As @LangLangC found, there is a more recent study also reported by Nationwide Children’s Hospital:
Study results showed from January 2000 through June 2017 there were 2,968 ingestions of marijuana by children younger than six years old reported to U.S. poison centers. The majority (72.4%) of exposures were in children younger than three years old. More than half of all pediatric patients received some form of hospital-based care, of which 7.5% required critical care. Symptoms in patients ranged widely, from drowsiness and confusion to seizures and coma, and required medical treatments including hydration therapy, sedation and intubation.
This would likely be what NBC was reporting as the NBC article dates to June 7, 2019 and the Nationwide Children’s Hospital article dates to June 6, 2019. The journal article described is here from Pediatric Emergency Care. Quoting from the paper (emphasis added):
Pediatric patients experienced a wide range of symptoms from drowsiness and confusion, to seizures and coma.
Henry Spiller also co-authored a 2015 paper that reported on the symptoms of marijuana exposure in children under 6 within the US. The Nationwide Children’s Hospital also reported on this study (emphasis added):
The study, published online today in Clinical Pediatrics, found that the rate of marijuana exposure among children 5 years of age and younger rose 147.5 percent from 2006 through 2013 across the United States. The rate increased almost 610 percent during the same period in states that legalized marijuana for medical use before 2000.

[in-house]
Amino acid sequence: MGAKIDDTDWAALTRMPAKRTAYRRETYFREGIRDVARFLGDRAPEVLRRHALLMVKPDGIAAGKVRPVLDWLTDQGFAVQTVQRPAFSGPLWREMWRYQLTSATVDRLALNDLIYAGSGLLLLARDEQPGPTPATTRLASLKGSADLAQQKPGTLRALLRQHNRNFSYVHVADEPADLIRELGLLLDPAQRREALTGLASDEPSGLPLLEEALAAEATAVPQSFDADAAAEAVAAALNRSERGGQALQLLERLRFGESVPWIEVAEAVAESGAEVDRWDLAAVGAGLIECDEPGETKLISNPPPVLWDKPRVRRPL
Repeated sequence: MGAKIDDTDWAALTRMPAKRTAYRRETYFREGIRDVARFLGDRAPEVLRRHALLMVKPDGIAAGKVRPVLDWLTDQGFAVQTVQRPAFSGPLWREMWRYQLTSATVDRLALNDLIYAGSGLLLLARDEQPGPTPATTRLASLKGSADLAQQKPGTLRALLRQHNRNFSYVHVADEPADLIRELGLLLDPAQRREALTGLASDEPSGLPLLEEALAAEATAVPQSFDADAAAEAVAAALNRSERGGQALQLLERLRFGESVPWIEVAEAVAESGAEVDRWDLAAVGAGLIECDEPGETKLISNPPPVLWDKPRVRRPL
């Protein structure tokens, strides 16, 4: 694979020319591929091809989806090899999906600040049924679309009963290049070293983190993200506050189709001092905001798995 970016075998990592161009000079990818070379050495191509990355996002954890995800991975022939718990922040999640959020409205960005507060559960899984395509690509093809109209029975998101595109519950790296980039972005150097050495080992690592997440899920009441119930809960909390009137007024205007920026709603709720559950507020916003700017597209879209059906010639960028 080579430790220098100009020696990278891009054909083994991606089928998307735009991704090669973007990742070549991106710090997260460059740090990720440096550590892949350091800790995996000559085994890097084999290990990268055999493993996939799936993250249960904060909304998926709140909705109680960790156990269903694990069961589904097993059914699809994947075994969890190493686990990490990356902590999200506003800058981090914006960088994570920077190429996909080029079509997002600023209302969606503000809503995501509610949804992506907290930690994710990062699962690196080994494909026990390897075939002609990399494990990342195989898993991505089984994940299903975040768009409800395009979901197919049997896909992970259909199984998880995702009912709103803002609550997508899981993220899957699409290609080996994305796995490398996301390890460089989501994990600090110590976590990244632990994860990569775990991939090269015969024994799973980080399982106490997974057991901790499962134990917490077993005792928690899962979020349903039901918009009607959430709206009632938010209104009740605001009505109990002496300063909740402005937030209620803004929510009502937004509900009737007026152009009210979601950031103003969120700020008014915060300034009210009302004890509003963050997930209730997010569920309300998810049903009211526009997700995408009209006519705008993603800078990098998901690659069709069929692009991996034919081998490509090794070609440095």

The study findings showed that most exposures resulted in only minor clinical effects, but some children experienced coma, decreased breathing, or seizures. The main psychoactive ingredient of marijuana, THC, can be especially high in marijuana food products, and that may have contributed to some of the observed severe effects. More than 18 percent of children who were exposed were hospitalized. These hospital admissions were likely due not only to the clinical effects, but also the need to investigate the circumstances that lead to the exposure in the home.
The press release says some children experienced seizures, and not most or all. The study is available here.
The study lists 4 multi-seizures, 6 single seizures in 13 years for 1969 unintentional exposures (ingestion of large amounts) translated to 0.5% percent combined.
Thus, though not common, seizures have been reported as a symptom of pediatric exposure to marijuana.
Can ingested marijuana cause seizures, specifically in children?
Yes, ingested marijuana can sometimes cause seizures in children. This is an uncommon symptom of marijuana exposure in children.
This said, one of the active compounds in marijuana, cannabidiol, can have positive effects too. In fact, the FDA recently approved a cannabidiol oral solution for the treatment of seizures in "two rare and severe forms of epilepsy." From the packaging insert, this drug is approved for children as young as 2 years old. The results of the clinical trials are an interesting read and are available on page 16 of the insert. Thus, marijuana may also have a preventative effect on seizures. Marijuana is more widely known for causing suicidal thoughts. “The high prevalence of adolescents consuming cannabis generates a large number of young people who could develop depression and suicidality attributable to cannabis.”
In the comments, there is some discussion about Henry Spiller's expertise (or lack of) as he is the sole author mentioned in the Nationwide Children’s Hospital press releases. I would like to point out that as director of an accredited Poison Control Center he may have some expertise the other co-authors of the 2019 paper (all physicians) may not have had, and thus, invited to contribute. It would also be helpful to consider the credentials of the other co-authors before making conclusions about the validity of the paper.